It does highlight, again, that both the AstraZeneca and Pfizer vaccine are far safer in terms of blood clots than COVID-19. So if you haven’t had the vaccine yet, do get it at the earliest available opportunity.
No prescription, no harms?
There’s an interesting scoping review at Drug Safety on the non-medical and extra-medical uses of Non-steroidal anti-inflammatory drugs (NSAIDs). 3 Sports use comes up a lot as you might expect, including a study I was involved in, but this point stands out…
A common feature across many of the studies was the widely held belief that because a product can be obtained without a prescription and purchased OTC, it does not pose any significant threat to health.
To be fair, the whole class of over-the-counter (OTC) medicines exists for drugs that are considered fairly safe to be used outside of a prescribing setting, so this is perhaps understandable. Perhaps the actual problem is that NSAIDs are inherently risky for OTC drugs.
Change of focus when it comes to risk
I met with a friend at weekend in a full Mexican restaurant, with a live singer, and then went on to a packed bar for a couple of hours. I was trying to work out whether the 20 mile round trip drive was more risky than the 4 hours in an enclosed space. I’ve come to realise on reflection, a few weeks after vaccination, that at a personal level I have defaulted to factoring in COVID-19 as a background risk like any other respiratory infection.
This isn’t to say I’m not concerned about wider societal issues like the immunocompromised, or pressures on the NHS if cases really surged, but the risk of COVID-19 to me personally, based on the effectiveness of the vaccines, is something I am willing to accept without consciously over-thinking every situation.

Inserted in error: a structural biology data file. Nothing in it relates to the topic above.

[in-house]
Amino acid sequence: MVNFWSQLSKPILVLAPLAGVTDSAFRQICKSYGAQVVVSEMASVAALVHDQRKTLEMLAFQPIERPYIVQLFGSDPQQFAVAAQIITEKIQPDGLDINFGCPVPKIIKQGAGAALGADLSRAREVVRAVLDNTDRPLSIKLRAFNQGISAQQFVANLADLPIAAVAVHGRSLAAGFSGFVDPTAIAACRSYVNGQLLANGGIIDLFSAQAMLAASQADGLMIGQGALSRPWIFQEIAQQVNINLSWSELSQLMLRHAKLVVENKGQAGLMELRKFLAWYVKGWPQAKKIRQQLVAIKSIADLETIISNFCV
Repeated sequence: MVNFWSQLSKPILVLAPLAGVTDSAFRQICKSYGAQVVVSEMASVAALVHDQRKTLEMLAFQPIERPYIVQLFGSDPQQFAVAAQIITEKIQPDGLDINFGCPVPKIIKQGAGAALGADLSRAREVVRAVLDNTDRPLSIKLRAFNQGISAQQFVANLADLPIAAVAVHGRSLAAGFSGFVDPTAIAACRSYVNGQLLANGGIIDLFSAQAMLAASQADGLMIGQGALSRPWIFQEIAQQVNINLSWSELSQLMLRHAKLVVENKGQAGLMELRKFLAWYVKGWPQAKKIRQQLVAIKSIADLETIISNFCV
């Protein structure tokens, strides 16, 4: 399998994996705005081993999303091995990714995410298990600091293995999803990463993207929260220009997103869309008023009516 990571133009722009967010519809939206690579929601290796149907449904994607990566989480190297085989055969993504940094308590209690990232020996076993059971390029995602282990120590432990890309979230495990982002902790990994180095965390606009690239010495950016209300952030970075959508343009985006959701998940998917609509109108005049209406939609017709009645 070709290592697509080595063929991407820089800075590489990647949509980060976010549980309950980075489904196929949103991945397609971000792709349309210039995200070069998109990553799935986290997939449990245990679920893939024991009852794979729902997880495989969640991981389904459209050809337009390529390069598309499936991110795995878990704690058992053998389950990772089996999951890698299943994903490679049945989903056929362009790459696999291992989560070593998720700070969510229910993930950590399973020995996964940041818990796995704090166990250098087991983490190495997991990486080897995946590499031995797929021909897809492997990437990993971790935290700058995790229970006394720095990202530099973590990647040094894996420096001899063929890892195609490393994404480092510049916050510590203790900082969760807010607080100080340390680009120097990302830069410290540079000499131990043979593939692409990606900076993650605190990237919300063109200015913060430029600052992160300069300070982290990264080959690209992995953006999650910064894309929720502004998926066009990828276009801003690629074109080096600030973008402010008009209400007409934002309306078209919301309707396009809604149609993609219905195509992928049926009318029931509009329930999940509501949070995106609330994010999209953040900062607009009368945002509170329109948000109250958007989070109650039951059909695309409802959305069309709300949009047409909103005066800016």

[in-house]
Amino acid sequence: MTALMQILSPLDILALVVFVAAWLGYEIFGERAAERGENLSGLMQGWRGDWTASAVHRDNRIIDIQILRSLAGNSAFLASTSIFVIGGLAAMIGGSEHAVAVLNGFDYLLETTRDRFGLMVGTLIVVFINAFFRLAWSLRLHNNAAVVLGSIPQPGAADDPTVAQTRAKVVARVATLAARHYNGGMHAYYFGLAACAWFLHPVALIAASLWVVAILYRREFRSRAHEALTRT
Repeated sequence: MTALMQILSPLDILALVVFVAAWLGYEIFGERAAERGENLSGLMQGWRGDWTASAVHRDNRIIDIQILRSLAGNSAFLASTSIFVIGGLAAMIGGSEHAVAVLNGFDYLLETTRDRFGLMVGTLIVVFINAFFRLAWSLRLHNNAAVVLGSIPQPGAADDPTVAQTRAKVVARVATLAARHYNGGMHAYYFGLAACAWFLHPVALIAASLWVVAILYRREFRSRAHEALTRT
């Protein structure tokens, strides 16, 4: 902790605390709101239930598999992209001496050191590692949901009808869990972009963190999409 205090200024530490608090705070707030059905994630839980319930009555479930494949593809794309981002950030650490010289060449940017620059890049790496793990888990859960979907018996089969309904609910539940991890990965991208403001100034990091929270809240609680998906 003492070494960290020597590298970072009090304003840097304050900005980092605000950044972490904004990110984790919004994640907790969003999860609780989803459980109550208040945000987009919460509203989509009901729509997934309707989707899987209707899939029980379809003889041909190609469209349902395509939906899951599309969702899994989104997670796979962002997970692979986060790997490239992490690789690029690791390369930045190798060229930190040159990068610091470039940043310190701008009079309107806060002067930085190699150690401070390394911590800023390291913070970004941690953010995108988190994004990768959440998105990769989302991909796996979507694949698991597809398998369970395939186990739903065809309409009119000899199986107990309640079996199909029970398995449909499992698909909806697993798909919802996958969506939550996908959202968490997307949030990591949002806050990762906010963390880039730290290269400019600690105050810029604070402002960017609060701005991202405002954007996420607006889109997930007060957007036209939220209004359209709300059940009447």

This comes as somewhat of a surprise to me, since I was pretty much a zealot at the start of the pandemic, including using a mask since the 16th of March 2020 (I remember getting annoyed at a blood donation centre when they would not admit me with a mask). I didn’t stop hand wiping my food shopping down until late summer 2020 and hand gelled constantly. I stopped the latter two behaviours after reading this paper that seemed to indicate surfaces weren't the issue (plus washing your shopping is a nightmare, and my hands were sore).
I suppose it will take time for people to re-adjust their risk ‘thermostat’, but I am not convinced that some of the information environments we create for ourselves with social media help with this process. Nor does some of the reporting about breakthrough infections in the vaccinated.
The Washington Post @washingtonpostVaccinated people made up three-quarters of those infected in a massive Massachusetts covid-19 outbreak, pivotal CDC study finds https://t.co/nQbAIctsos
The reason why this is misleading is excellently illustrated here by John Burn-Murdoch:
That’s all and stay safe.
Don’t forget to report your suspected adverse effects from medicines and vaccines. In the UK, this means using the Yellow Card Scheme.
Bhuyan, Prakash et al.Very rare thrombosis with thrombocytopenia after second AZD1222 dose: a global safety database analysis. Lancet DOI: https://doi.org/10.1016/S0140-6736(21)01693-7
Burn, Edward and Roel, Elena and Pistillo, Andrea and Fernandez-Bertolín, Sergio and Aragón, Maria and Reyes, Carlen and Verhamme, Katia and Rijnbeek, Peter and Li, Xintong and Strauss, Victoria and Prieto-Alhambra, Daniel and Duarte-Salles, Talita, Thromboembolic Events and Thrombosis With Thrombocytopenia After COVID-19 Infection and Vaccination in Catalonia, Spain. Available at SSRN: https://ssrn.com/abstract=3886421 or http://dx.doi.org/10.2139/ssrn.3886421